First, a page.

Coin collecting is one of the oldest of all hobbies. Hoards of ancient coins found in excavations indicate that coins were one of the first collectibles. From earliest times, people valued coins not only as a means of trading and storing wealth, but also as miniature works of art.


  1. Understand how coins are made and where the active U.S. Mint facilities are located.
  2. Explain these collecting terms:
    1. Obverse
    2. Reverse
    3. Reeding
    4. Clad
    5. Type set
    6. Date set
  3. Explain the grading terms Uncirculated, Extremely Fine, Very Fine, Fine, Very Good, Good, and Poor. Show five different grade examples of the same coin type. Explain the term proof and why it is not a grade. Tell what encapsulated coins are.
  4. Know three different ways to store a collection, and describe the benefits, drawbacks, and expense of each method. Pick one to use when completing requirements.
  5. Do the following:
    1. Demonstrate to your counselor that you know how to use two U.S. or world coin reference catalogs.
    2. Read a numismatic magazine or newspaper and tell your counselor about what you learned.
  6. Describe the 1999 - 2008 50 State Quarters® Program. Collect and show your counselor five different state quarters you have acquired from circulation.
  7. Collect from circulation a set of current U.S. coins. Include one coin of each denomination (cent, nickel, dime, quarter, half dollar, dollar). For each coin, locate the mint marks, if any, and the designer's initials, if any.
  8. Do the following:
    1. Identify the people depicted on the following denominations of current U.S. paper money: $1, $2, $5, $10, $20, $50, and $100.
    2. Explain "legal tender."
    3. Describe the role the Federal Reserve System plays in the distribution of currency.
  9. Do ONE of the following:
    1. Collect and identify 50 foreign coins from at least 10 different countries.
    2. Collect and identify 20 bank notes from at least five different countries.
    3. Collect and identify 15 different tokens or medals.
    4. For each year since the year of your birth, collect a date set of a single type of coin.
  10. Do ONE of the following:
    1. Tour a U.S. Mint facility, a Bureau of Engraving and Printing facility, a Federal Reserve bank, or a numismatic museum or exhibit, and describe what you learned to your counselor.
    2. With your parent's permission, attend a coin show or coin club meeting, or view the website of the U.S. Mint or a coin dealer, and report what you learned.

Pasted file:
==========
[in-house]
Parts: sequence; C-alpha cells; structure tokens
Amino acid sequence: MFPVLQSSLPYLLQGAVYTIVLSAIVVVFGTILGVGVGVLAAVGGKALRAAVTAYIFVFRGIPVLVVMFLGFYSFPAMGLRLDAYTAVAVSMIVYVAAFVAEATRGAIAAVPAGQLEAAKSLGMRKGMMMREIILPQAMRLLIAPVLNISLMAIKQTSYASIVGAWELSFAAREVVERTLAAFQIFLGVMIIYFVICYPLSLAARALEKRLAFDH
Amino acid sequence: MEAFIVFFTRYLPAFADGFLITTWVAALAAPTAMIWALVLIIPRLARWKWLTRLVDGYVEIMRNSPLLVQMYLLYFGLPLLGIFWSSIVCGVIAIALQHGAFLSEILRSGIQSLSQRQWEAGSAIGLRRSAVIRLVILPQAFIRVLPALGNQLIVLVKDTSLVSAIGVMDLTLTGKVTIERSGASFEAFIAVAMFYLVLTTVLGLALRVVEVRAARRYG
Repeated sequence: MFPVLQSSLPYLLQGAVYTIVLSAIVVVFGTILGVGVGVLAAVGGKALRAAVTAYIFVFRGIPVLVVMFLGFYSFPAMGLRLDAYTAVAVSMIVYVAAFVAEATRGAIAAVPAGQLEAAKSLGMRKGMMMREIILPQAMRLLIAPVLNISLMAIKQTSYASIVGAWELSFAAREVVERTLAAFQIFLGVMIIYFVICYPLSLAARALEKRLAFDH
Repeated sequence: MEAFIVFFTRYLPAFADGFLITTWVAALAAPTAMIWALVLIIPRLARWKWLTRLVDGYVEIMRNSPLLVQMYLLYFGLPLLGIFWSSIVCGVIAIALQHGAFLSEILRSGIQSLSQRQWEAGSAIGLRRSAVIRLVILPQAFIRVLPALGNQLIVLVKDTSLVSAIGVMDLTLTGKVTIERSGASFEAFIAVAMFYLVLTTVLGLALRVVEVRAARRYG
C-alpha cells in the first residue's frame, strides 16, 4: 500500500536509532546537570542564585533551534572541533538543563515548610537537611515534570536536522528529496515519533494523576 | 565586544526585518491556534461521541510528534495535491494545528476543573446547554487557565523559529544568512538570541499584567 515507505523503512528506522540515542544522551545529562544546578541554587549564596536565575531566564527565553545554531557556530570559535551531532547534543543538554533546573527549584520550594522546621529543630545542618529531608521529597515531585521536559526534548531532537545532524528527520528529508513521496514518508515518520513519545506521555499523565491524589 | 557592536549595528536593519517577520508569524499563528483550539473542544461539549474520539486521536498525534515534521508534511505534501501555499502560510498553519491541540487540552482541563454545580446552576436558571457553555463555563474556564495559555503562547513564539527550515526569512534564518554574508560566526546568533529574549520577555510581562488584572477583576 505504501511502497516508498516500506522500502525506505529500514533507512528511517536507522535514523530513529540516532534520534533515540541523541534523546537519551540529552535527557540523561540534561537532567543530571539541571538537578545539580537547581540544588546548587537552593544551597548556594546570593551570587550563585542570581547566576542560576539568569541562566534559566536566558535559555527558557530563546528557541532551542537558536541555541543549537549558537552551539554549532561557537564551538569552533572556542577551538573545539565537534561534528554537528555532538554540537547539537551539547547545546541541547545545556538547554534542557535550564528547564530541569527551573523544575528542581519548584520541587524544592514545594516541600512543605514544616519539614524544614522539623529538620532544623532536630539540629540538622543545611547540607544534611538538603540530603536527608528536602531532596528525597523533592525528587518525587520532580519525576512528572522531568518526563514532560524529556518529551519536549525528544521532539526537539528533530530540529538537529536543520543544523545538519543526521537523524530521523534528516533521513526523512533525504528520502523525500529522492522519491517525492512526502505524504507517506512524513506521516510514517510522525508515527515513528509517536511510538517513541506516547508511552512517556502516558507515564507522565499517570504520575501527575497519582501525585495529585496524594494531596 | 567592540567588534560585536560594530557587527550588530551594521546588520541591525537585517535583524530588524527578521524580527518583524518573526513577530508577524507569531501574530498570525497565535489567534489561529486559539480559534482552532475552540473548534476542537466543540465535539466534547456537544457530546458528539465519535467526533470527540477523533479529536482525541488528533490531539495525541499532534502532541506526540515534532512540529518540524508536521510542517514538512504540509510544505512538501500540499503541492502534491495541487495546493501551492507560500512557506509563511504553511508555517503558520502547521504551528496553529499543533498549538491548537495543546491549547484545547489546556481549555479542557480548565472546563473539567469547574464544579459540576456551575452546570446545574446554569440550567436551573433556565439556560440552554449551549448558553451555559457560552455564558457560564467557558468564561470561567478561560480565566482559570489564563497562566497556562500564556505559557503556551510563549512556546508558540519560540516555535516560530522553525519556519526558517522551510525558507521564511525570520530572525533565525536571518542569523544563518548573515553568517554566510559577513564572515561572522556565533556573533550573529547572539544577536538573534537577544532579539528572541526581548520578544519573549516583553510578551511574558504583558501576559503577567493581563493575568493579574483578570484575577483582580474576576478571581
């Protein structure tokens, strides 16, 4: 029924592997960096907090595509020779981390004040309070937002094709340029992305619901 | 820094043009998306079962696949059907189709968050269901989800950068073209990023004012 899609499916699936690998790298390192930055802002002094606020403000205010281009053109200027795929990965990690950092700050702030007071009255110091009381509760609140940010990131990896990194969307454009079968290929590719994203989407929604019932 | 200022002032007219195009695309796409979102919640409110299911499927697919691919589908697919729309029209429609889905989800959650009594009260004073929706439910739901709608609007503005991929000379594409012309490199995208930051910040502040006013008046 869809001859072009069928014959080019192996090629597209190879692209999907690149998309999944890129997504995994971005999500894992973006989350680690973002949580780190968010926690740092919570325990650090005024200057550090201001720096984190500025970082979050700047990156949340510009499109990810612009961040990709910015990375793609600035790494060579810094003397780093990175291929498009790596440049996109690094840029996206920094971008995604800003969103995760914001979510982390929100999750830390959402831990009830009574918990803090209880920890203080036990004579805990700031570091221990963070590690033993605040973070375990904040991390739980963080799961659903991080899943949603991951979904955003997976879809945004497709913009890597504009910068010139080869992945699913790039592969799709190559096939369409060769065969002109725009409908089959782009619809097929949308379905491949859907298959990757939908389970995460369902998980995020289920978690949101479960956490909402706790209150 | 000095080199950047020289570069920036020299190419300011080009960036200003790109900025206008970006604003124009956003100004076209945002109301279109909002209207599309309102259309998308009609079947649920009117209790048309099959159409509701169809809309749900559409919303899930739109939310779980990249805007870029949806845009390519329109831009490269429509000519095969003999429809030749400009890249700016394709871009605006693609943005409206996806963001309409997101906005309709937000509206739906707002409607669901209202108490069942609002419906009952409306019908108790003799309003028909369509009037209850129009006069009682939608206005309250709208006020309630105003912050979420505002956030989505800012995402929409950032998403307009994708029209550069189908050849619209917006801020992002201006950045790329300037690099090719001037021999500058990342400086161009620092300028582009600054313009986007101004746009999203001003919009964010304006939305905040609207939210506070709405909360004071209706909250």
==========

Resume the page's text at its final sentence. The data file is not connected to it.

3. Give a talk about coin collecting to a group such as your troop, a Cub Scout pack, or your class at school.
    4. Do drawings of five Colonial-era U.S. coins.


Scouting Literature

Collections and Stamp Collecting merit badge pamphlets


  • Breen, Walter H. Walter Breen's Complete Encyclopedia of U.S. and Colonial Coins. Doubleday, 1988.
  • Bressett, Ken, and Abe Kasoff, eds. and comps. The Official A.N.A. Grading Standards for United States Coins, 6th ed. St. Martin's Press, 1996.
  • Bruce II, Colin R., and Thomas Michael. 2007 Standard Catalog of World Coins: 2001-Date. Krause Publications, 2006.
  • Cuhaj, George S., ed. Standard Catalog of World Paper Money: General Issues, 11th ed. Krause Publications, 2006.
  • Standard Catalog of World Paper Money: Modern Issues 1961-Present, 12th ed. Krause Publications, 2006.
  • Edler, Joel T., and David C. Harper, eds. U.S. Coin Digest: A Guide to Average Retail Prices From the Market Experts. Krause Publications, 2006.
  • Harper, David C., ed. 2007 North American Coins and Prices: A Guide to U.S., Canadian, and Mexican Coins, 16th ed. Krause Publications, 2006.
  • Krause, Chester L., Robert F. Lemke, and Joel T. Edler, eds. Standard Catalog of U.S. Paper Money, 25th ed. Krause Publications, 2006.
  • Krause, Chester L., and Clifford Mishler. 2007 Standard Catalog of World Coins: 1901-2001, 34th ed. Krause Publications, 2006.
  • Standard Catalog of World Coins: 1601-1700, 3rd ed. Krause Publications, 2003.
  • Standard Catalog of World Coins: 1701-1800, 3rd ed. Krause Publications, 2002.
  • Standard Catalog of World Coins: 1801-1900, 4th ed. Krause Publications, 2004.
  • Ruddy, James F. Photograde: A Photographic Grading Encyclopedia for United States Coins, 18th ed. St. Martin's Press, 1996.
  • Slabaugh, Arlie R. Confederate States Paper Money. Krause Publications, 2001.
  • Yeoman, R. S. A Guide Book of United States Coins, 60th ed. Whitman Publishing, 2006.